“The chairman is clearly grim about the economic outlook,” economic consultant David M. Jones said. “He thinks things are not getting better with either the credit crunch or the economy, and, if anything, they’re getting worse.”
Some observers warned that the emphasis could change quickly. Once Fed policymakers believe that they have growth going again and financial markets back on track, they could make an abrupt about-face and begin raising interest rates to try to short-circuit inflation and avoid fueling another bubble such as those in stocks during the late 1990s and in housing during the first half of the 2000s.
“You’ve got an inflation targeter [in Bernanke] who’s ignoring inflation in favor of growth,” said Diane C. Swonk, chief economist with Mesirow Financial in Chicago. “He’s betting a slowing economy will moderate price increases” until the central bank can fix the growth and financial market problems, she said.
Bernanke has suggested in the past that the Fed set a target for inflation and raise or lower interest rates to meet the target.
The moment Fed policymakers are convinced they have licked the growth and financial markets problems, “you’re going to feel the whipsaw,” Swonk said, as the central bank pushes rates back up again. She predicted a rate-raising campaign could begin by early 2009. “It’s not going to be a great time to come in as a new president,” she said.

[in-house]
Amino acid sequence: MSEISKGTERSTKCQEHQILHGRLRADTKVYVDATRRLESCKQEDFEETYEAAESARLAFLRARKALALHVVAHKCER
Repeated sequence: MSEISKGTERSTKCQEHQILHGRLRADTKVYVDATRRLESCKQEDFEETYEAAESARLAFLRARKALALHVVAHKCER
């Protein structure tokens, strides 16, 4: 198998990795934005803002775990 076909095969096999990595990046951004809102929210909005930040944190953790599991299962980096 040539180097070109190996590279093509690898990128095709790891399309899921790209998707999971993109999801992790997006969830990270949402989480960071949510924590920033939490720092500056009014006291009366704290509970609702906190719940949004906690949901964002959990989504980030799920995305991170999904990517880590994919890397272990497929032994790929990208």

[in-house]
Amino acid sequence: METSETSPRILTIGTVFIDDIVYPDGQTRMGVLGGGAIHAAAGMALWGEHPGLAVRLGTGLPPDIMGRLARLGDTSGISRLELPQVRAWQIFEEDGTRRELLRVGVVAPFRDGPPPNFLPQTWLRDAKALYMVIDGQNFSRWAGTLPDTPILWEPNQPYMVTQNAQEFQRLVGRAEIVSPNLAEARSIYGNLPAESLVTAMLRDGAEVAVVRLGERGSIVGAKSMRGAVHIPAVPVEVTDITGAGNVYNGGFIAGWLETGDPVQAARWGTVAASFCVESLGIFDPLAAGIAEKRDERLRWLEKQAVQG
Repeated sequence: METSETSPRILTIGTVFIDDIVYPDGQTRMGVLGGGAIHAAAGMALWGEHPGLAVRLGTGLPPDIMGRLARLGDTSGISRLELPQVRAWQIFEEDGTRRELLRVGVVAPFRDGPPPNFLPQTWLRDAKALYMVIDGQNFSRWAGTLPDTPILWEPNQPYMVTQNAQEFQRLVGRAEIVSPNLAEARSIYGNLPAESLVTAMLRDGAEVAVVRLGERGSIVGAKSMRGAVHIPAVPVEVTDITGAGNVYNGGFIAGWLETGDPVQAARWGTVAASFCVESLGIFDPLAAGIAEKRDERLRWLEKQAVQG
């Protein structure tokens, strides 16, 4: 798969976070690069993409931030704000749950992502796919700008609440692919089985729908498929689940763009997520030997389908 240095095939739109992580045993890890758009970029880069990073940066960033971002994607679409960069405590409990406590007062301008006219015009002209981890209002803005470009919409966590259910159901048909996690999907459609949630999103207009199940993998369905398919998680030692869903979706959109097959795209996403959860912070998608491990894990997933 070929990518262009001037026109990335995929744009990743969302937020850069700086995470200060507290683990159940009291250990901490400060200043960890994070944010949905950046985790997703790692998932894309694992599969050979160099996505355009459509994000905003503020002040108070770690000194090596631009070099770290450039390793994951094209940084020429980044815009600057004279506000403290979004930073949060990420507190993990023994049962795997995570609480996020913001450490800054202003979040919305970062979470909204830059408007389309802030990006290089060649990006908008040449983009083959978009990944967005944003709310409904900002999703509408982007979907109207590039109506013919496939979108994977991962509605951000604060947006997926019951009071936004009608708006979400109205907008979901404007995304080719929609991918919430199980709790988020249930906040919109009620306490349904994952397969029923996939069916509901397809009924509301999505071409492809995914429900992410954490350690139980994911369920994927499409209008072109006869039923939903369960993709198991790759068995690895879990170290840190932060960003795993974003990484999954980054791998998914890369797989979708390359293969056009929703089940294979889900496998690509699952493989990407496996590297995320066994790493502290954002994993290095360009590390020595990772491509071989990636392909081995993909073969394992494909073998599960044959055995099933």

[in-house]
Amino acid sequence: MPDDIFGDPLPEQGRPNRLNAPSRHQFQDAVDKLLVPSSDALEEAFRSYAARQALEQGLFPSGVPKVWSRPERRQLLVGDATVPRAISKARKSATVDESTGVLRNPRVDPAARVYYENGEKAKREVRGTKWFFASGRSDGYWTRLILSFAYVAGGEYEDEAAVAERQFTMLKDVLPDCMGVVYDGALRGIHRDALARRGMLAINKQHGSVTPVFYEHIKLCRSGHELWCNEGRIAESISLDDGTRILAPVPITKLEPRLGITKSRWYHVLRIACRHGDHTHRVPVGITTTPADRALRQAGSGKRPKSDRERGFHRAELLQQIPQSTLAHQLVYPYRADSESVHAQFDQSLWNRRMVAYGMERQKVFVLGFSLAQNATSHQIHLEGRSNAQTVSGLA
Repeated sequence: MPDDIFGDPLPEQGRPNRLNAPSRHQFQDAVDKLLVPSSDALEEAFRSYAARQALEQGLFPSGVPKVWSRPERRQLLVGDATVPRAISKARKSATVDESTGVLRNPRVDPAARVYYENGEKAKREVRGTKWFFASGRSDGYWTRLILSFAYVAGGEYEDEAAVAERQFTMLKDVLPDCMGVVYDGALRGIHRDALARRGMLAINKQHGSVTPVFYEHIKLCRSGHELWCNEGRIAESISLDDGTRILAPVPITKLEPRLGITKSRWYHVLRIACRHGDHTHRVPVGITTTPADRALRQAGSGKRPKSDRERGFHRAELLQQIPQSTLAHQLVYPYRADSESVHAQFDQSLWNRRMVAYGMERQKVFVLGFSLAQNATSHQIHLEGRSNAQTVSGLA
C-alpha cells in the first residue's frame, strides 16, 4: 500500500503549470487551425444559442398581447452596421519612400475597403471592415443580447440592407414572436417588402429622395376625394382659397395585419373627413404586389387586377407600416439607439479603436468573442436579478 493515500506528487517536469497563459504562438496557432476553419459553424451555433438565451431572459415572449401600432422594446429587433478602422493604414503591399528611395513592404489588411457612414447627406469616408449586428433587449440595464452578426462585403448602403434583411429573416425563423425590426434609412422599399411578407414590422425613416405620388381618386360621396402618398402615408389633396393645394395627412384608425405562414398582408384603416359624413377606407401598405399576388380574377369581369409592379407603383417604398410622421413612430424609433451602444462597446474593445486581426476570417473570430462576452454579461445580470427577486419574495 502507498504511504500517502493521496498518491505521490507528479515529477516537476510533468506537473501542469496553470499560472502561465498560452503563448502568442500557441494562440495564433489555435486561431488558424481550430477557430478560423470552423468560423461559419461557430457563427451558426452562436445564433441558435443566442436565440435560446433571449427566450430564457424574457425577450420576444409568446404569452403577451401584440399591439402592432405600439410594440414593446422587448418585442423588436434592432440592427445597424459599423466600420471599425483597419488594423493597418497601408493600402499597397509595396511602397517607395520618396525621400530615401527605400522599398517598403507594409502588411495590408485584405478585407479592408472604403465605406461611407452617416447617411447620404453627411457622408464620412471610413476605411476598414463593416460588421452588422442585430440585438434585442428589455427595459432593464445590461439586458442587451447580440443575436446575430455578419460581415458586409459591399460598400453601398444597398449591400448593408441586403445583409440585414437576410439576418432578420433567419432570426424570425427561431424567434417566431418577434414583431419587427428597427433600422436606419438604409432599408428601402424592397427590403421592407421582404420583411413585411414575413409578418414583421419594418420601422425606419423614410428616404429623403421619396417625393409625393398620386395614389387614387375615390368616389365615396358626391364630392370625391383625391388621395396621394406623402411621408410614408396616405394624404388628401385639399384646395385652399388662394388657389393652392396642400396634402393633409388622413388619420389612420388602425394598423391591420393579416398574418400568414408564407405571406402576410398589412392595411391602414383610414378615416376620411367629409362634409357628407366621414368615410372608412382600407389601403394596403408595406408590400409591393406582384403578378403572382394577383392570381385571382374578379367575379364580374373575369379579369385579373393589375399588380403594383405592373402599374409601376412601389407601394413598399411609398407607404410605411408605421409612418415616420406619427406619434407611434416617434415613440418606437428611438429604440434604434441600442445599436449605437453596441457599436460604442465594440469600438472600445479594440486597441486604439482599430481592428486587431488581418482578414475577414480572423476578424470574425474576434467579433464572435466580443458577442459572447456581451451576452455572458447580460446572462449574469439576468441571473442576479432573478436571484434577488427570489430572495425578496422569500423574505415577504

Since last fall, when the Fed became convinced that the economy was in substantial trouble, it has sliced its key signal-sending interest rate 2 1/4 points to 3% in an effort to spur growth by pushing down the rates for such things as mortgages, car loans, credit card debt and business loans. But its efforts have been largely stymied by increasingly nervous lenders demanding higher, not lower, rates. In many cases, they have declined altogether to provide would-be borrowers with funds.
Analysts predict that the central bank will slash another half-point from the so-called federal funds rate — the interest that banks charge one another for short-term loans — when it meets March 18 and could cut as much as another half-point or more in the months to follow.
In part because of the rate cuts but in large measure because of surging food and fuel costs, consumer prices climbed 4.1% last year, the most since the early 1990s. A government report Tuesday said that prices at the wholesale level climbed at a 7.4% rate in January, their fastest pace since the early 1980s.